Review: Mazes & Mages

By Jarrett Green 25 Jun 2018 0

Review: Mazes & Mages

Released 15 Jun 2018

Developer: Juan Jose Garrido Gomez
Genre: Card Game
Available from:
App Store
Google Play
Reviewed on: iPhone 7+

Mazes and Mages is not a good game. It fails to be challenging or engaging or entertaining past a handful of minutes. The core concepts are tired and trite. It’s ugly and utterly devoid of personality. The perfect Game Jam concept or developer prototype, but it belongs nowhere near a storefront in this state.

You play the titular Mage, one can presume. The blue Fantasia hat suggests so. Your objective? To navigate seemingly endless levels of mazes for some reason. Littered in these labyrinths are monsters, all of which would very much like you stop you from your journey. They’re patient, though, standing around and waiting for you to come to them like Heroes of Might and Magic villains. There’s a strategic element to choosing which ones to clear, because some are blocking paths to a treasure chest or a presumable exit.

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The map itself is bland. A handful of greys try desperately to create a sense of textural dynamics between the walls and floor The walls themselves are plain chains of simple brick patterns that do the job they’re given and literally nothing else. There’s also way too much map to explore, made more noticeable by how old and drab this layout is. You might spend 5-10 minutes running in circles looking for a key and its corresponding door because there are no indicators to tell you if your hot or cold when searching for these items.

Bobbing menacingly are the monster icons, notated by a skull head and a demon face. The movement gives them a little more personality, but even that is stiff and awkward. There’s also no great explanation of the difference between them. In battle, one isn’t particularly different than the other. At lower levels - marked by the number below the head - the demons seem to be stronger, but after slaying a few, and gathering some strength of your own, they’re all just equal fodder.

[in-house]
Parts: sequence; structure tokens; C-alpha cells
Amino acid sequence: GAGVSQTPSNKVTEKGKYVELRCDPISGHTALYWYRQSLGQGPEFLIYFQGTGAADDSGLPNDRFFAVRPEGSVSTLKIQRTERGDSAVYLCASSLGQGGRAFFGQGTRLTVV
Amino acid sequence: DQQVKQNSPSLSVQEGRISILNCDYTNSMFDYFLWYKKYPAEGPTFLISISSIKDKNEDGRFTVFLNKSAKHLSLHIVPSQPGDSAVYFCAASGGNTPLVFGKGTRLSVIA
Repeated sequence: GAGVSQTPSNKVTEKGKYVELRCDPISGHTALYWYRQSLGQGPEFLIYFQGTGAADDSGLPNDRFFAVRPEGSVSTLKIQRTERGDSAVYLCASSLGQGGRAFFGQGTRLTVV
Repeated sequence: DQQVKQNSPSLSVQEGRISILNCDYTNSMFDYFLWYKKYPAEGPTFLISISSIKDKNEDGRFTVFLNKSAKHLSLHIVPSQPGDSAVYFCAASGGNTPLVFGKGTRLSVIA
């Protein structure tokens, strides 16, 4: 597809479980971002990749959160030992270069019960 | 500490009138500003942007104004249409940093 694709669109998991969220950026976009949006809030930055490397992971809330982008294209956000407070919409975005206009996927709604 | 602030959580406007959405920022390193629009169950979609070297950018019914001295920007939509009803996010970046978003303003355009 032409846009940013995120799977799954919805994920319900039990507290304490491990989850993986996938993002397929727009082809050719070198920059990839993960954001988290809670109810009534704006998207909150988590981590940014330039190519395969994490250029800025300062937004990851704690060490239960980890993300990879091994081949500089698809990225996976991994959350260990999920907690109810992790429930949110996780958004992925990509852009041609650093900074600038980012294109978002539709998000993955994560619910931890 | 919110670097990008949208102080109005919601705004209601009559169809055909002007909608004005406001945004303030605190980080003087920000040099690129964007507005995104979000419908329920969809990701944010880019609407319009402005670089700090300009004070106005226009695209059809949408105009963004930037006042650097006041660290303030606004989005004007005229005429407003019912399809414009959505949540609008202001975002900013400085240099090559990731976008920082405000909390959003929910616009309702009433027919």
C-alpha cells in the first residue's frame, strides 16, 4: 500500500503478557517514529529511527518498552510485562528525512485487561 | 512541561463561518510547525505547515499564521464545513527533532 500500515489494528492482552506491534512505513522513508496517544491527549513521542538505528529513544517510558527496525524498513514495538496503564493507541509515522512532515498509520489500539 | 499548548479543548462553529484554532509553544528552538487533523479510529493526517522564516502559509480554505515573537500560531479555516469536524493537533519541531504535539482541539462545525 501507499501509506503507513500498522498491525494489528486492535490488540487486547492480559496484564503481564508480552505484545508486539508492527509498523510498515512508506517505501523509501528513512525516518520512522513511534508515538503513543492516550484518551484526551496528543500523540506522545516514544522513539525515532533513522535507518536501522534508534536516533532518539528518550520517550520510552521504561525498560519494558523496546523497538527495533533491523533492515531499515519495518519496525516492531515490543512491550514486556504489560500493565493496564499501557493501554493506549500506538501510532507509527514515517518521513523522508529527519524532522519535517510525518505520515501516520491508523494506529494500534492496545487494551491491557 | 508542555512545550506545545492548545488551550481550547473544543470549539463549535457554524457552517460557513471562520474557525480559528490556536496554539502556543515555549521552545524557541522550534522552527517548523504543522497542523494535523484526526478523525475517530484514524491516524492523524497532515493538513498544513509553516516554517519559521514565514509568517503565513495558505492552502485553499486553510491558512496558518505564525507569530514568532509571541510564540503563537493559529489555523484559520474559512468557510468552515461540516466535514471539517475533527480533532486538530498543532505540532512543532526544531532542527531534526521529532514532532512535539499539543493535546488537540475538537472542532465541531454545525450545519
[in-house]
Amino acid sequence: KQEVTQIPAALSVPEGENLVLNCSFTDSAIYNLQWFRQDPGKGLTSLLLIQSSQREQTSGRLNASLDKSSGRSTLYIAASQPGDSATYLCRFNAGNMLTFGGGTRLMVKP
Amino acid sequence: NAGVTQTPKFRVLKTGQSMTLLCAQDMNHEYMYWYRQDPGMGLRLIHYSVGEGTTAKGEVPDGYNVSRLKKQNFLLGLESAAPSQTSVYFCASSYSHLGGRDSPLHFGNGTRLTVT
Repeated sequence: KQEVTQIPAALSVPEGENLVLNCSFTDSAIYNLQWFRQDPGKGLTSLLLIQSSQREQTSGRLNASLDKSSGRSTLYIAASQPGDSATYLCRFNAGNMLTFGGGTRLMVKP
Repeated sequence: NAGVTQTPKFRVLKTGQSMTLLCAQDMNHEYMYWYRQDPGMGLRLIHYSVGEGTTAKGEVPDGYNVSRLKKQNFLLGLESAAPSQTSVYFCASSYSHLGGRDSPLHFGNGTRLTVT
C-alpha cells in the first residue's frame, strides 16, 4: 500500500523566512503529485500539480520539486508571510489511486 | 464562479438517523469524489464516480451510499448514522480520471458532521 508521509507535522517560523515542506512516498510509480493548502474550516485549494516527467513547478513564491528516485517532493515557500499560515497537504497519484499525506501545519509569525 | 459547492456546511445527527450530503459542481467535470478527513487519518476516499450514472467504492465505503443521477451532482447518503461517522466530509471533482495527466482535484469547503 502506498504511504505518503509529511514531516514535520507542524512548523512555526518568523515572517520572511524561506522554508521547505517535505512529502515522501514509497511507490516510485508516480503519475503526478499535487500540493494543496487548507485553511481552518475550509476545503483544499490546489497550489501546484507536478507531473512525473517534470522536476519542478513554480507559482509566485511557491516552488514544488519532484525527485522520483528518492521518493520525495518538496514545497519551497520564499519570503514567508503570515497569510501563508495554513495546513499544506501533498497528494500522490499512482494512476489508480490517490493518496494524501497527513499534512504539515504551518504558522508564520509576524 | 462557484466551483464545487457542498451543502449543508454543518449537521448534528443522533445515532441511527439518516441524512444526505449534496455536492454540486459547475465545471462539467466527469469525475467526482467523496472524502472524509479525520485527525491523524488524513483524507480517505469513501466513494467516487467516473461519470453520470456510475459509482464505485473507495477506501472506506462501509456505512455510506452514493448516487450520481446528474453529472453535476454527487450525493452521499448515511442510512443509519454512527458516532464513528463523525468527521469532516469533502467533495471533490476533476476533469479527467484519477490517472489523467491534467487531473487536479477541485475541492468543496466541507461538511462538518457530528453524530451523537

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When you finally move to confront one of these beasts, you’re whisked away to a rudimentary card table. Ugly squares flanking a middle character tile (in even more grey shades) denote where cards can be played. Below that is your hand of playable cards. The character tile keeps track of your life and mana.

From there, you’re playing Hearthstone. Every turn, your maximum mana level rises, and you spend it on creatures and spells to bring your opponent's life total down to zero. Every monster has a randomly generated deck, and different life totals, but none of them have any brains or tactical acumen whatsoever.

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They often make moves that could never have been smart good calls, attacking your creatures when it would have been beneficial to strike at you, for example. In fact, even though there are options to target everything on the field, it’s almost never beneficial to do so. Most of my battles involved me setting a creature down and pressing auto battle.